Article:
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The Glass Bead Game by Hermann Hesse
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's review
Apr 26, 2011

it was amazing
bookshelves: favourite-books
Read in May, 1978

Some books have themes so big that they stand out from all the millions of books ever written. Magister Ludi, or the Glass Bead Game is such a book for me.
Herman Hesse wanted to write a story that involves the essential ideals of learning with a puzzle that asks the reader to get involved.
Education is seen by many as some kind of punishment, a prison for innocent children who should be out in the world playing games. Hesse presents an institution that has mystery like Hogwarts has for Harry Potter. But the Glass Bead Game reveals more wisdom than the escapist fantasy of the Potter books. Wisdom is shown to be worthwhile, noble, and enticing. Learning is valued and shown to bring rewards that are unexpected and precious.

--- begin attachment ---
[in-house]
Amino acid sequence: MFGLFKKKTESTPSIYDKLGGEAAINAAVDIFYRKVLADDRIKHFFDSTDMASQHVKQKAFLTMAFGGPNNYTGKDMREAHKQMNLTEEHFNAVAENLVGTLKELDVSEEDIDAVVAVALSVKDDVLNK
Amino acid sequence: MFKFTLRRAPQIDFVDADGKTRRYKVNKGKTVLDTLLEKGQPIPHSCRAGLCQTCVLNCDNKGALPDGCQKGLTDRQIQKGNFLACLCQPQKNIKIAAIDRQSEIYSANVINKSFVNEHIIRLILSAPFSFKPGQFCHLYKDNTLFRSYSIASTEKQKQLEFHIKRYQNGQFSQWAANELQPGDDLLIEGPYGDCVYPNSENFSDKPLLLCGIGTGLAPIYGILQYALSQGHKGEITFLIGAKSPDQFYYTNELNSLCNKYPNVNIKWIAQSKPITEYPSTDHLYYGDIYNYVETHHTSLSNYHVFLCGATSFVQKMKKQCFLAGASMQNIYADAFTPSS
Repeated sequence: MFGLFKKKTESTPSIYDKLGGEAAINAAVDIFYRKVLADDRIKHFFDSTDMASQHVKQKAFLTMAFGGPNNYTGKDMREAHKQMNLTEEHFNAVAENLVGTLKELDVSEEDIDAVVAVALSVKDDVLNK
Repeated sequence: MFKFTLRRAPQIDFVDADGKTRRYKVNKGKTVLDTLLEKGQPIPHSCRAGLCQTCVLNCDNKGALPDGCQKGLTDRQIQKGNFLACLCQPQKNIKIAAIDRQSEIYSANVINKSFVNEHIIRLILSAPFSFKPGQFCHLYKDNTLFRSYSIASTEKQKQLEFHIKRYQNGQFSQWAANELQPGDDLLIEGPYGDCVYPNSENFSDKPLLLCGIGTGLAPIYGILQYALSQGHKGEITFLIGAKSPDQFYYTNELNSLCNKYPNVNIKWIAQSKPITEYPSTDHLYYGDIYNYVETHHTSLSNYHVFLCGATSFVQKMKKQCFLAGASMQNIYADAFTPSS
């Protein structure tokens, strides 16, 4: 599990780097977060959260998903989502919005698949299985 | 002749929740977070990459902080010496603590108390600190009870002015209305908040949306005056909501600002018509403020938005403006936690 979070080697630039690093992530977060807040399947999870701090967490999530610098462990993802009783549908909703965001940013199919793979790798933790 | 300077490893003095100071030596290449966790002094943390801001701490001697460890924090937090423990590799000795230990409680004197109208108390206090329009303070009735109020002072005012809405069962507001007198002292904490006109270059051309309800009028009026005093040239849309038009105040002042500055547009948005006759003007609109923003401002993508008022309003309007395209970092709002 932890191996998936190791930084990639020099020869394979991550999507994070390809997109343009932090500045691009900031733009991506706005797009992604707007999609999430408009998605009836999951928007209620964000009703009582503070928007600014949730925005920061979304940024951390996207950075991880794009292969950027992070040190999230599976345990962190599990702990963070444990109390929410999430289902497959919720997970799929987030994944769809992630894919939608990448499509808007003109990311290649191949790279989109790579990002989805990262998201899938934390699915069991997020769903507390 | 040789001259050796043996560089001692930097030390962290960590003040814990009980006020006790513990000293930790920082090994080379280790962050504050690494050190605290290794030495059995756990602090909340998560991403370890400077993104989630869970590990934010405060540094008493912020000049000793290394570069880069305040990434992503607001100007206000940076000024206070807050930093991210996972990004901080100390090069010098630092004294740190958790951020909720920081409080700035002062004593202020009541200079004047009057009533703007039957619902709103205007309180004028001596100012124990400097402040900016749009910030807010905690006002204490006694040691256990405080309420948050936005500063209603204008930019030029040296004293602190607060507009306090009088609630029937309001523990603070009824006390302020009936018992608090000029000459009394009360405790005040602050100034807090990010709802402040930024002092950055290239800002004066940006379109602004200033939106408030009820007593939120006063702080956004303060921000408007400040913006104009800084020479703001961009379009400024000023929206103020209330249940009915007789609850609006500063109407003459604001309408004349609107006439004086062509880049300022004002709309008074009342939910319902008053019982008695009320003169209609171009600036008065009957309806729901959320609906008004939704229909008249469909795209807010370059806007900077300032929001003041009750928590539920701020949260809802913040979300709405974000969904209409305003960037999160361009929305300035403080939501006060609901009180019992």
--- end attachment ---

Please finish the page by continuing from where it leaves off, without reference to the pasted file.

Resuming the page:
If you've had a bad or poor schooling where education seems like poison, this book might open you to the idea that life is more than brute struggle and chasing money while emotionally empty. If you believe life is only chaotic survival, education and literature have not reached you.

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